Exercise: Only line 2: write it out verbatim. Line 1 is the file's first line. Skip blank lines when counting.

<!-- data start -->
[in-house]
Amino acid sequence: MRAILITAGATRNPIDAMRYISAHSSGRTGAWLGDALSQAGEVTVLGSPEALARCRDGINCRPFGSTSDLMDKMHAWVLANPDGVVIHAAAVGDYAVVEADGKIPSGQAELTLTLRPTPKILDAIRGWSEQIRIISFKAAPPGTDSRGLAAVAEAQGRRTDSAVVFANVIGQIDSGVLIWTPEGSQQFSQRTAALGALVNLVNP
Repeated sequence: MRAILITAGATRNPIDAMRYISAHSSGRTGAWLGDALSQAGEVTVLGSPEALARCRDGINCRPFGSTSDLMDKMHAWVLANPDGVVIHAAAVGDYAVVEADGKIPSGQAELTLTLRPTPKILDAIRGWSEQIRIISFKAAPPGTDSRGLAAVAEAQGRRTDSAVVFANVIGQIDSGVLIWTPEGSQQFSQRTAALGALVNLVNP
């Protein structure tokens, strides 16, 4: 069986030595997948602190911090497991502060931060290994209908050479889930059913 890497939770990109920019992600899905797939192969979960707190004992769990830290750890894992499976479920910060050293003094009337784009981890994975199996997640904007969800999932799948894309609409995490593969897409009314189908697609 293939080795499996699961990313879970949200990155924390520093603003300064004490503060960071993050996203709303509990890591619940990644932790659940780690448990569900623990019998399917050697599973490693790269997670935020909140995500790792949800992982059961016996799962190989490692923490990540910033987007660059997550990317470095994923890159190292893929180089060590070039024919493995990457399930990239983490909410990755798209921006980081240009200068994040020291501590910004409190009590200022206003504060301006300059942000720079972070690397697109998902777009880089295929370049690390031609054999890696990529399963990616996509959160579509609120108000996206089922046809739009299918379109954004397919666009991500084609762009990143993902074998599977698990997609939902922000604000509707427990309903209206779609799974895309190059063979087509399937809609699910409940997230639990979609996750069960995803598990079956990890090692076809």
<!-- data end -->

Amino acid sequence: MRAILITAGATRNPIDAMRYISAHSSGRTGAWLGDALSQAGEVTVLGSPEALARCRDGINCRPFGSTSDLMDKMHAWVLANPDGVVIHAAAVGDYAVVEADGKIPSGQAELTLTLRPTPKILDAIRGWSEQIRIISFKAAPPGTDSRGLAAVAEAQGRRTDSAVVFANVIGQIDSGVLIWTPEGSQQFSQRTAALGALVNLVNP